Analysis: China's ailing bad debt market cries for change
By Koh Gui Qing
BEIJING (Reuters) - Veteran investor Jack Rodman has had enough. After waiting 11 years for China to sell its rising pile of bad bank loans, he is quitting and going to Spain instead.
His pull-out exposes a pressing failing in China's booming financial sector: it does not properly dispose of a growing store of bad loans from banks' profligate lending, keeping risks pent up within the world's second-biggest economy.
And the problem only scratches the surface of deeper troubles plaguing China's banking industry, where heavy government intervention has produced a dysfunctional system that is at times better at destroying capital than creating it.
The frozen market for bad loans shows just that.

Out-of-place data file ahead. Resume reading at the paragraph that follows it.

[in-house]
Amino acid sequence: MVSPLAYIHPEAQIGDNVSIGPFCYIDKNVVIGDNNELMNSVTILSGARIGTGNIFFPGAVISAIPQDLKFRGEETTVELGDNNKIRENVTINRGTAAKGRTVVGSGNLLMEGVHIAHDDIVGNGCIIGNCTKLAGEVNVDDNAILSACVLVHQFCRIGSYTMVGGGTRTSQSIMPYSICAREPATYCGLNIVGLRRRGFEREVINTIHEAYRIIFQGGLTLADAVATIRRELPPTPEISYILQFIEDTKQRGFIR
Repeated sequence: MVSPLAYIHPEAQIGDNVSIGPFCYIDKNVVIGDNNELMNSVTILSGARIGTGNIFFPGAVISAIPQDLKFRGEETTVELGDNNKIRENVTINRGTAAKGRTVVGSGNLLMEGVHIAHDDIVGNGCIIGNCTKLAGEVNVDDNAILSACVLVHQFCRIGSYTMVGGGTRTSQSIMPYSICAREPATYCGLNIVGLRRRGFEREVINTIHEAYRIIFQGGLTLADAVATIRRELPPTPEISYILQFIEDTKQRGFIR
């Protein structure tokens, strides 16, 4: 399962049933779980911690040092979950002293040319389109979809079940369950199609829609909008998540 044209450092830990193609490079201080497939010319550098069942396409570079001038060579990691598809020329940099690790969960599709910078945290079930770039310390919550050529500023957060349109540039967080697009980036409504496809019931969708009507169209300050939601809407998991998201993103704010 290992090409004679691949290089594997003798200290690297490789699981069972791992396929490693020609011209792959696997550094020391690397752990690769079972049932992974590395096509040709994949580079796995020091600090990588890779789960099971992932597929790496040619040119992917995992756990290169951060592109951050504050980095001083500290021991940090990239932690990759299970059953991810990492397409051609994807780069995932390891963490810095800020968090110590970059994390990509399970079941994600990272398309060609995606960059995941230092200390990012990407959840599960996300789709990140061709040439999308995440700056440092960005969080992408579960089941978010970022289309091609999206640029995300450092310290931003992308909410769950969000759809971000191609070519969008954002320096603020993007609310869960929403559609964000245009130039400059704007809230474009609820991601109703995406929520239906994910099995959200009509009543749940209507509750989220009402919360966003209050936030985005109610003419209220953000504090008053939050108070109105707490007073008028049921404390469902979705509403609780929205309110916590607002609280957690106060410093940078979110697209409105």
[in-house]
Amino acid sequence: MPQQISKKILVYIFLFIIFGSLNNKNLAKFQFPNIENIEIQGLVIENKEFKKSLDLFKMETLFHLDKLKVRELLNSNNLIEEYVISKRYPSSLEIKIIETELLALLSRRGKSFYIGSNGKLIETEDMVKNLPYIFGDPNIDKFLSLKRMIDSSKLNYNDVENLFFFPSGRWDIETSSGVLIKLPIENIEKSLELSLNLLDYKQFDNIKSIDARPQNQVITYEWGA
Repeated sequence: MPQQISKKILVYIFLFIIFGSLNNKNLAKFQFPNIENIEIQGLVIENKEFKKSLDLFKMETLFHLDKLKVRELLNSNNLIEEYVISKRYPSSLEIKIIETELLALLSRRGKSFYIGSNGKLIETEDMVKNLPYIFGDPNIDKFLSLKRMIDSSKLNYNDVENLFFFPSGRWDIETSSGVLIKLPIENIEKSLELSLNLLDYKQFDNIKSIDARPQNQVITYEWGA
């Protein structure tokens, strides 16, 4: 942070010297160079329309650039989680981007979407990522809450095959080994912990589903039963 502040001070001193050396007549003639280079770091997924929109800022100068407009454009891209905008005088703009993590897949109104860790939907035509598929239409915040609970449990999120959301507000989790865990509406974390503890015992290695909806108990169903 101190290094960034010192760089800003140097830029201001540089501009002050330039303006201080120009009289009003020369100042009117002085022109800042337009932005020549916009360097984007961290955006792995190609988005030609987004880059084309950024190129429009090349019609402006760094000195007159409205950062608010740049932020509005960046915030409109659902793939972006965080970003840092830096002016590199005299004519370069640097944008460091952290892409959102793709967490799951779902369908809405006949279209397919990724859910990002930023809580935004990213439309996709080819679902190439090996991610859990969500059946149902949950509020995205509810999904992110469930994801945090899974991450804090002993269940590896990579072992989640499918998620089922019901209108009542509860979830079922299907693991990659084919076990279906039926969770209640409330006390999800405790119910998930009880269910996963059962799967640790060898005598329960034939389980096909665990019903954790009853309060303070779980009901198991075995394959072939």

For years, China has shuffled bad debt that was run up by big state firms between state banks, other state companies and Beijing in labyrinthine deals that hid the cost of bad banking, and shielded un-viable state enterprises from bankruptcies.
These losses lurk in the system unaccounted for, tarring banks' and China's fiscal health, and frustrating those such as Rodman who say Beijing quashed the bad debt market by refusing to sell dud loans openly to protect state firms from creditors.
"I've gone to Europe because I recognize that China is never going to come honest and play fair with its non-performing loans," said Rodman, who runs his own investment firm Global Distressed Solutions after working for auditor KPMG for 37 years.
"China should have a real process (when selling bad debt)where it lets accountants, regulators and rating agencies in, which they don't do." Continued...